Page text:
Charities are very restricted in what they can say publicly about individual cases due to strict data protection laws. These laws protect all UK citizens’ privacy as well as ensure that the legal process is fair, essential to securing a successful outcome. Breaching these laws could result in animal welfare charities incurring fines of several million pounds.

The Animal Welfare Acts are very effective at allowing animals to be protected from cruelty and neglect and helping animals that have already suffered. Where the laws need to be improved, we campaign to change them, as seen with the Control of Horses Act and sentencing changes in England and Scotland. If the law is used to its full potential we can also work with owners who are willing to make welfare improvements but still have the ability to act if this doesn’t work. This approach aims to help all animals in a situation and not just those we can remove.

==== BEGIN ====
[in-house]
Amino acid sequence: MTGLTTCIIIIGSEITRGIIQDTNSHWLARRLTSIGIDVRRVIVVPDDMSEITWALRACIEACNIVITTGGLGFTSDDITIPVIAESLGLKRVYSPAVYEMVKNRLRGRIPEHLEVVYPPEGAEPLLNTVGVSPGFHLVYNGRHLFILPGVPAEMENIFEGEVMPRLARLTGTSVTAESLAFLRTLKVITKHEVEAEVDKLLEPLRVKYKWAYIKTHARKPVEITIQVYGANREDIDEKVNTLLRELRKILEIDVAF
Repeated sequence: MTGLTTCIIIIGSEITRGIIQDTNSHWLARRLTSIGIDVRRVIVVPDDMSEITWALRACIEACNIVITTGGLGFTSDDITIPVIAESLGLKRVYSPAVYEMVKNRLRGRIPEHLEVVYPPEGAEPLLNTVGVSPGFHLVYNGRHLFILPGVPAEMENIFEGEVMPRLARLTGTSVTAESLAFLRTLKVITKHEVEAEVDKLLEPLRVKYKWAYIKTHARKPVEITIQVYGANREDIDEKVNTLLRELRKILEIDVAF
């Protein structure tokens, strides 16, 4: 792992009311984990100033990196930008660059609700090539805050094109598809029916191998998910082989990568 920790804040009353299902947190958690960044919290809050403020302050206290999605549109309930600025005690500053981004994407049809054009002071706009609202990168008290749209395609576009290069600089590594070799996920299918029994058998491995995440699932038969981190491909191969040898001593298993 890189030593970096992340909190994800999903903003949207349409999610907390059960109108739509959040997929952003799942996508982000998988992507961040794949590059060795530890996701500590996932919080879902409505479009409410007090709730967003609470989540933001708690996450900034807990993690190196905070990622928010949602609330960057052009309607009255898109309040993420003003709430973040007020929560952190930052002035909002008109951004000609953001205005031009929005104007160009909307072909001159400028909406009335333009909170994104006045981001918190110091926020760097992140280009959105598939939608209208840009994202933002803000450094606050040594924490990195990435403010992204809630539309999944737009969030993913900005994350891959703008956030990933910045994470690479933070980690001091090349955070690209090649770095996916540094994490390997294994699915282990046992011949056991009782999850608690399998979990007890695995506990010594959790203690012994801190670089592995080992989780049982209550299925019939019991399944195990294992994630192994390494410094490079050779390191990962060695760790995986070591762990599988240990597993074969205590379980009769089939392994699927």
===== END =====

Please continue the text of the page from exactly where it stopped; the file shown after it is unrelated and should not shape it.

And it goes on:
Often charities are aware of welfare concerns and will be working with owners to resolve issues in the first instance while being mindful that legal action may follow if welfare concerns persist. Please be assured that in many cases work is taking place behind the scenes, sometimes involving multiple charities, but they simply cannot speak publicly about it.

There have been instances recently where NEWC members have arranged for the police and a vet to attend to remove an animal on welfare grounds, but find they have already been taken. Although such actions can be well-meaning, it can have the unfortunate consequence that the owner will not face justice and could go on to cause suffering to more animals.

Where equines do need urgent help, it is important that they are removed legally and put into specialist care. The chances for survival and a good life can often depend on how these animals are treated in the early days after rescue. Cases of further suffering and even death have been seen when animals were removed illegally.